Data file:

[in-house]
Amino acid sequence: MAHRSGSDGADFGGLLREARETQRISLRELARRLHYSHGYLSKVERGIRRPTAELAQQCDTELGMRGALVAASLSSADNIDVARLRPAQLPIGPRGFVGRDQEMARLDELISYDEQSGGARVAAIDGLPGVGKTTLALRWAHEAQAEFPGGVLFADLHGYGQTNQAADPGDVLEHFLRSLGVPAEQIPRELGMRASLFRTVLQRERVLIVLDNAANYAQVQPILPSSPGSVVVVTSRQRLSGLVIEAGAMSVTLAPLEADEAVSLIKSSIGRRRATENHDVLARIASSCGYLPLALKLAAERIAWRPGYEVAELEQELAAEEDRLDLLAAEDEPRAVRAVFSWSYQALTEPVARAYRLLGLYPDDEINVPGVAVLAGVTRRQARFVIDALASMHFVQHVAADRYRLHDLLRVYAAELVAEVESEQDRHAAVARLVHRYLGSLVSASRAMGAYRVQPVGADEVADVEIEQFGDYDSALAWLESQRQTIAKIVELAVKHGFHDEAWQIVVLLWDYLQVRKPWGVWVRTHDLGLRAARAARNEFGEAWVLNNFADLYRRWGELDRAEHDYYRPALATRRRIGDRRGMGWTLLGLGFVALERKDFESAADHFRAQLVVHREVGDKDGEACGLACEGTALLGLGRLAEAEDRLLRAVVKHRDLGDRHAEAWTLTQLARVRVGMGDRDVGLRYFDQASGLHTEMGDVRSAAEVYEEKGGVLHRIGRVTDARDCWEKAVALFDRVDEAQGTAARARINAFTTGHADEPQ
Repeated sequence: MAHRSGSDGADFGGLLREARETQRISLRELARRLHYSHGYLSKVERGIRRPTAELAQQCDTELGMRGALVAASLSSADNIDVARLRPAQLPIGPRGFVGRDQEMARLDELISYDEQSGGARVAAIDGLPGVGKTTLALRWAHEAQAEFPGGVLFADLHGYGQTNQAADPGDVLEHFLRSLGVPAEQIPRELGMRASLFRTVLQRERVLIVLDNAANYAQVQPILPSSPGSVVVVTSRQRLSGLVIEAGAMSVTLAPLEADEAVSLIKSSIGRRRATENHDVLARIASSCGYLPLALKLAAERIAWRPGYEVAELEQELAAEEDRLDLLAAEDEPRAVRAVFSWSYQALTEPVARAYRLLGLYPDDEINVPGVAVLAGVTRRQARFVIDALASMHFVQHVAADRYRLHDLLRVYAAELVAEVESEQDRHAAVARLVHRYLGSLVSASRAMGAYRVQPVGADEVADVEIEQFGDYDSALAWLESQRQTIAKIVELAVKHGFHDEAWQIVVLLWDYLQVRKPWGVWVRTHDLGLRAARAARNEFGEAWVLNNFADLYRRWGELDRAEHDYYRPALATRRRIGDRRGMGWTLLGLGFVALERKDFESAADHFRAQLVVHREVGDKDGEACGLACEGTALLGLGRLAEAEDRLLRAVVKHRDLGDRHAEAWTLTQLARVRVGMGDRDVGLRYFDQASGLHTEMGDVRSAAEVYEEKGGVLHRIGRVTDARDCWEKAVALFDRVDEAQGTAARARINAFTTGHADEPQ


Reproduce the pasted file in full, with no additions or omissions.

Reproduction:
[in-house]
Amino acid sequence: MAHRSGSDGADFGGLLREARETQRISLRELARRLHYSHGYLSKVERGIRRPTAELAQQCDTELGMRGALVAASLSSADNIDVARLRPAQLPIGPRGFVGRDQEMARLDELISYDEQSGGARVAAIDGLPGVGKTTLALRWAHEAQAEFPGGVLFADLHGYGQTNQAADPGDVLEHFLRSLGVPAEQIPRELGMRASLFRTVLQRERVLIVLDNAANYAQVQPILPSSPGSVVVVTSRQRLSGLVIEAGAMSVTLAPLEADEAVSLIKSSIGRRRATENHDVLARIASSCGYLPLALKLAAERIAWRPGYEVAELEQELAAEEDRLDLLAAEDEPRAVRAVFSWSYQALTEPVARAYRLLGLYPDDEINVPGVAVLAGVTRRQARFVIDALASMHFVQHVAADRYRLHDLLRVYAAELVAEVESEQDRHAAVARLVHRYLGSLVSASRAMGAYRVQPVGADEVADVEIEQFGDYDSALAWLESQRQTIAKIVELAVKHGFHDEAWQIVVLLWDYLQVRKPWGVWVRTHDLGLRAARAARNEFGEAWVLNNFADLYRRWGELDRAEHDYYRPALATRRRIGDRRGMGWTLLGLGFVALERKDFESAADHFRAQLVVHREVGDKDGEACGLACEGTALLGLGRLAEAEDRLLRAVVKHRDLGDRHAEAWTLTQLARVRVGMGDRDVGLRYFDQASGLHTEMGDVRSAAEVYEEKGGVLHRIGRVTDARDCWEKAVALFDRVDEAQGTAARARINAFTTGHADEPQ
Repeated sequence: MAHRSGSDGADFGGLLREARETQRISLRELARRLHYSHGYLSKVERGIRRPTAELAQQCDTELGMRGALVAASLSSADNIDVARLRPAQLPIGPRGFVGRDQEMARLDELISYDEQSGGARVAAIDGLPGVGKTTLALRWAHEAQAEFPGGVLFADLHGYGQTNQAADPGDVLEHFLRSLGVPAEQIPRELGMRASLFRTVLQRERVLIVLDNAANYAQVQPILPSSPGSVVVVTSRQRLSGLVIEAGAMSVTLAPLEADEAVSLIKSSIGRRRATENHDVLARIASSCGYLPLALKLAAERIAWRPGYEVAELEQELAAEEDRLDLLAAEDEPRAVRAVFSWSYQALTEPVARAYRLLGLYPDDEINVPGVAVLAGVTRRQARFVIDALASMHFVQHVAADRYRLHDLLRVYAAELVAEVESEQDRHAAVARLVHRYLGSLVSASRAMGAYRVQPVGADEVADVEIEQFGDYDSALAWLESQRQTIAKIVELAVKHGFHDEAWQIVVLLWDYLQVRKPWGVWVRTHDLGLRAARAARNEFGEAWVLNNFADLYRRWGELDRAEHDYYRPALATRRRIGDRRGMGWTLLGLGFVALERKDFESAADHFRAQLVVHREVGDKDGEACGLACEGTALLGLGRLAEAEDRLLRAVVKHRDLGDRHAEAWTLTQLARVRVGMGDRDVGLRYFDQASGLHTEMGDVRSAAEVYEEKGGVLHRIGRVTDARDCWEKAVALFDRVDEAQGTAARARINAFTTGHADEPQ